Woman in Tech: Angela Ahrendts


Each month we try our best to cover women in technology who are making changes and leaving powerful legacies in their wake, and this month is the powerful and inspiring Angela Ahrendts. Our Women in Tech series would be incomplete if we didn’t cover one of the most powerful women in tech and Senior Vice President of Retail at Apple Inc.

Growing up in the small midwestern town of New Palestine, Ahrendts was one of six siblings. Her father taught her to think of others before herself and her mother taught her to demand more from life than what was just ‘fine’. She had a Christian upbringing and remains so to this day. Early in her life she was enthralled in fashion, burying herself in her mother’s fashion magazines and sewing her own clothes.

When she went to university at the Ball State University in Indiana, she had her heart set on being a designer. It became clear early on that she was far too opinionated to make it as such. A kindly professor took her aside and informed her: “We call that a merchant.” She graduated with a degree in Marketing and Merchandising Degree.

After graduating she bought a one-way ticket to New York and began working with the bra maker Warnaco. Over the next few years she worked her way up to being the president of Donna Karan, then became the vice president of Fifth & Pacific Companies. Her time at Fifth and Pacific Companies led her to becoming the president of Corporate Merchandising and Group President, responsible for the merchandising of the groups 20 plus brands. In 2002, she was promoted again to serve as Executive Vice President, with full responsibility for the complete line of Liz Claiborne products, services and development across both women’s and men’s lines.

Ahrendts became the CEO of Burberry in 2006 and helped pull the company through serious economic recession and completely revitalized the Burberry brand. She established the UK’s only fashion super brand that could compete with the European houses of Louis Vuitton, Prada and Gucci. While she was boss, the company’s share price went up threefold and in 2013 she became Britain’s highest paid chief executive on the FTSE 100 company list.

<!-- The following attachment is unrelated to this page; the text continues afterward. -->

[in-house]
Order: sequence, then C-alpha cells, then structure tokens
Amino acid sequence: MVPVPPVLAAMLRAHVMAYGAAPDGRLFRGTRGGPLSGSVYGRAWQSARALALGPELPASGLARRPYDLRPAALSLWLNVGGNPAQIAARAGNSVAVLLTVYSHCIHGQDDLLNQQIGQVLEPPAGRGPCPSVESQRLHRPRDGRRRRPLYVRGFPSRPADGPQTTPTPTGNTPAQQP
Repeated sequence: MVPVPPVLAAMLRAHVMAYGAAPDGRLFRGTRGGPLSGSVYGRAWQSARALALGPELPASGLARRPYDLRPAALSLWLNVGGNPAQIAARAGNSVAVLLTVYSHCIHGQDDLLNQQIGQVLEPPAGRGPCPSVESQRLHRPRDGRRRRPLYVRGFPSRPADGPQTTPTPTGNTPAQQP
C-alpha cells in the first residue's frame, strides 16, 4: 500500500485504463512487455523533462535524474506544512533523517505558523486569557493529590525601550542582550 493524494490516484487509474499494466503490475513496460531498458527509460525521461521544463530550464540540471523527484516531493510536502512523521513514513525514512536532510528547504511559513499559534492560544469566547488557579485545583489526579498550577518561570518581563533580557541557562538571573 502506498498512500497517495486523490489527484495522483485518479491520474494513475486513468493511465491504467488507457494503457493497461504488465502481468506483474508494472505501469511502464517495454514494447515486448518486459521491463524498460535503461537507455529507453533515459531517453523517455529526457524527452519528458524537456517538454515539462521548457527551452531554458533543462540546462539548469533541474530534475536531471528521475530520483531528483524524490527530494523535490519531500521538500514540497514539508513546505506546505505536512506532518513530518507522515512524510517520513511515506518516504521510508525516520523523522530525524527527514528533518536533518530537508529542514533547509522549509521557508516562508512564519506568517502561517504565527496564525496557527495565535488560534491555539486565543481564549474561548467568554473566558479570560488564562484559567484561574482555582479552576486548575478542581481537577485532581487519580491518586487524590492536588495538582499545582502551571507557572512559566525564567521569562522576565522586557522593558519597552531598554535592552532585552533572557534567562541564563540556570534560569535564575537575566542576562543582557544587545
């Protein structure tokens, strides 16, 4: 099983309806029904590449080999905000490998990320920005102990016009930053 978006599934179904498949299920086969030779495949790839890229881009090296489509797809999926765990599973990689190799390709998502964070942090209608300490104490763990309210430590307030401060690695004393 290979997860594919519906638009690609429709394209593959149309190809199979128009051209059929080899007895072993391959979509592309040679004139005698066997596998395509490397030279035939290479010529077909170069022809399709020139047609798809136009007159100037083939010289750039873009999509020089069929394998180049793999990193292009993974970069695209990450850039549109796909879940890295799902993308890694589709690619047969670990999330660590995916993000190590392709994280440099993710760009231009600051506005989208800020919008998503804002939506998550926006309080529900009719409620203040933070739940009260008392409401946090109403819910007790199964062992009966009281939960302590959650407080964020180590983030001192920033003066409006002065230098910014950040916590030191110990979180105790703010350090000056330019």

Currently she serves as the Senior Vice President of Retail and Online Stores for Apple Inc. and has been leading positive change for the company since 2014.

From an interview with Forbes she said the following about her first few months at Apple.  “I didn’t dare say anything prior to six months,” Ahrendts says. “My dad used to tell me, growing up, ‘It is better to remain silent and be thought a fool than to open your mouth and relieve them of all doubt.’ So I kept remembering that and chose not to over communicate.”

She took this advice so seriously that she embarked on a ‘Hillary Clinton style listening tour’. She visited more than 100 stores, call centers and remote offices so she could answer questions hear complaints and give support where she could.

The introverted Cook lights up when asked how Ahrendts has done in her 16 months at Apple. “It felt like she’d been here a decade her first day,” he says. “I knew she was going to be off the charts, but she’s even more off the charts than I thought. She came in so fast, there was no [learning] curve. I’ve never met a single individual like that before.”

– Fortune.com

Ahrendts is the kind of person who can conjure passion from anyone. She gave an excellent TEDx talk in 2014 about her beliefs on energy and how human energy is the most important resource for a company to foster.


Since 2000 she has accumulated over 15 notable awards including being on Forbes’ 100 Most Powerful Women in the World 7 separate times. She was named Honorary Dame Commander of the British Empire, and awarded a Coat of Arms in April 2014.

In February she launches an internal app for employees to lodge complaints and request improvements. They had an internal system before but it wasn’t widely used. Now, Ahrendts says she reads every comment and has someone from her team respond within 48 hours.

“The more technologically advanced our society becomes, the more we need to go back to the basic fundamentals of human communication.”

– Angela Ahrendts

As Apple continues to change and grow Cook and Ahrendts are working together to tackle the diversity gap in technology. They hope that getting more women and minorities coding that they can ‘move the dial in a major way’.

In the last few weeks Ahrendts was promoted to Senior Vice President of Retail. At only 56, Ahrendts has a long and successful career ahead of her. The question is, what will she do next?

BitNavi is a blog conceived by Karl Motey in the heart of Silicon Valley, dedicated to emerging technologies and strategic business issues challenging the industry.

Kaya Lindsay is a local Santa Cruz contributor who spends her time globetrotting, surfing the web, and writing for the BitNavi team.

Follow her on Twitter: @KayaSays

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